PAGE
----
Issue #52

Fall 2014

The Ghost Children of Hole Twelve

by Patrick Cosgrove

We stood in the middle of the old stone bridge. All our sketches and notes were neatly arranged in piles along its entire length, completely covering the astro-turfed walkway. Professor Thomas picked up a few sheets of A4 at random and waved them in our faces.

"Are these yours?"

We didn't reply.

"Are these yours?" he repeated, removing his surgeon's mask and hat.

This time we nodded in unison.

"Well, I need you to get rid of them. NOW."

He released the sheets from between his fingers. They rose high on a gust of wind before gracefully descending onto the surface of the creek. We turned to each other in silent disbelief. Those stacks of paper represented years of work: plans for graphic novels; film story-boards; abandoned poems; draft novellas… we couldn't just "get rid of them". But what else were we supposed to do? Monica's shed was crammed from floor to ceiling with obsolete medical equipment; and we'd been banned ON PAIN OF SECOND DEATH from using any of the derelict anaesthetic rooms as temporary storage bays.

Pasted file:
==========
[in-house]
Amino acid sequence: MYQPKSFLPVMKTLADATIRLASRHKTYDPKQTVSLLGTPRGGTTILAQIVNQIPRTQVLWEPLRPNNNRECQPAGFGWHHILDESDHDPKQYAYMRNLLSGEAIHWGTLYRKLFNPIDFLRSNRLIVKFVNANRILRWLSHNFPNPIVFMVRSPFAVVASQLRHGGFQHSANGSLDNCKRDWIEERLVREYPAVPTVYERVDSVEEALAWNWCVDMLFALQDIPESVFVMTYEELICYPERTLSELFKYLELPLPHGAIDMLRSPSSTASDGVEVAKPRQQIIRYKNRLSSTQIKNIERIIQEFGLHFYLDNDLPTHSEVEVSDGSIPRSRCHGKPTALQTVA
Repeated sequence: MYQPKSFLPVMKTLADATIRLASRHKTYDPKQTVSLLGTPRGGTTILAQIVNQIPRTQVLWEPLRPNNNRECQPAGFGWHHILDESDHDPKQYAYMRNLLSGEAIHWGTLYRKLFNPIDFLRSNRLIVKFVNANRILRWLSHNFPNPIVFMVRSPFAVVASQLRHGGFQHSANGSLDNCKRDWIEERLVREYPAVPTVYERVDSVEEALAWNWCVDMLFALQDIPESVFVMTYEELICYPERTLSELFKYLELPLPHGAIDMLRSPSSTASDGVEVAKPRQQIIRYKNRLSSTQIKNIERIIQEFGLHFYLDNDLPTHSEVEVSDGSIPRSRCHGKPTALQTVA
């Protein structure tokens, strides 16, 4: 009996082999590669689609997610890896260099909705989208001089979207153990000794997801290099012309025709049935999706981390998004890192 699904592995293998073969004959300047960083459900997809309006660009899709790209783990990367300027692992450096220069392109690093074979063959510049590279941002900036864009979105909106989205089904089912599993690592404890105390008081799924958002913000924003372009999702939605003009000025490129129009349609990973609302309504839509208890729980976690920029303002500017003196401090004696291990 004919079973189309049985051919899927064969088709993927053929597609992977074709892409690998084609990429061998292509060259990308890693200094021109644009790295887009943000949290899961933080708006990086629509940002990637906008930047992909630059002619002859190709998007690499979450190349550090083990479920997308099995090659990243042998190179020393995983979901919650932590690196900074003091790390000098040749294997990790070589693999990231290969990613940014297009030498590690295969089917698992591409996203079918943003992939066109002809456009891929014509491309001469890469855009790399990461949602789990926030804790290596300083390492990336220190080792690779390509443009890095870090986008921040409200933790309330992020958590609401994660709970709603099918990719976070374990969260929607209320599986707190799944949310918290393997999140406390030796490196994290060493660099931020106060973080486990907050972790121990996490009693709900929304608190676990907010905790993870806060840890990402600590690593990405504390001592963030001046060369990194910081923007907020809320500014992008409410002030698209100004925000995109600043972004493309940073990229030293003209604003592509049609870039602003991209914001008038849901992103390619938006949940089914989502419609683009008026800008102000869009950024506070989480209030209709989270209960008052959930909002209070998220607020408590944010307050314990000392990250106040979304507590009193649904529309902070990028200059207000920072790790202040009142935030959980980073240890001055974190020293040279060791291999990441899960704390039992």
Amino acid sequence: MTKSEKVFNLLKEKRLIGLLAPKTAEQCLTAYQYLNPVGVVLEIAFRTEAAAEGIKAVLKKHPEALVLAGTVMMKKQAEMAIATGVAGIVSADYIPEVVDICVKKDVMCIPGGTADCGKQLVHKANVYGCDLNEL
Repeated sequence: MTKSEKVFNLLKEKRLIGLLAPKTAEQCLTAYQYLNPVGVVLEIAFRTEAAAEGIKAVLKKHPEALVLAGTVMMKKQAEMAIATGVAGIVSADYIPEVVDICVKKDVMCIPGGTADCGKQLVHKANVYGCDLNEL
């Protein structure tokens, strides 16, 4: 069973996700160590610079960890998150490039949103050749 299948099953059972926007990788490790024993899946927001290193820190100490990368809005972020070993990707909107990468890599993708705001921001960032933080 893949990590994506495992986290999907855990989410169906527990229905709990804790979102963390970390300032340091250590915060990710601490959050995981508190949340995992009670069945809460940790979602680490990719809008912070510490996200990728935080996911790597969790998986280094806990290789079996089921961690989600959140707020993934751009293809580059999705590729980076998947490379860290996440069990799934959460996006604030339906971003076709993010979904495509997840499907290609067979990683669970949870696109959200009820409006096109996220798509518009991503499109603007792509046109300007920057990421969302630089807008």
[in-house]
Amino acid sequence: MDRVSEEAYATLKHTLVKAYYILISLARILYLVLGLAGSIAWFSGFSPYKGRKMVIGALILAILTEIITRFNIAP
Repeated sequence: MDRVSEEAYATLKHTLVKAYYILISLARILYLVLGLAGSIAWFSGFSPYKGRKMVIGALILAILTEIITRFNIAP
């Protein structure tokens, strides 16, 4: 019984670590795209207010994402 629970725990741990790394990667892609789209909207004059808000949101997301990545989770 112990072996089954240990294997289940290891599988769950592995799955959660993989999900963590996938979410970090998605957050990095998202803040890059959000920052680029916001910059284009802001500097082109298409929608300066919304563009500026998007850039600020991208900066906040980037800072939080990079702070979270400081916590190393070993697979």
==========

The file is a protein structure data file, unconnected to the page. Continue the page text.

We watched as Professor Thomas negotiated his way across the bridge and back onto the green. Nigel — his trusted caddy — was waiting by the flag, closely guarding the precious strumenti. The time was not yet ripe. Only when we were absolutely certain nobody was observing us — when the Professor was on the verge of introducing the actual tip of his putter-scalpel — would we allow our true feelings to emerge.

Author Bio

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Patrick Cosgrove lives and works in London and writes poetry and short fiction. He's been published previously on the Ghazal Page, Sein und Werden, and in Issues 39, 42, 44 and 50 of The Cafe Irreal.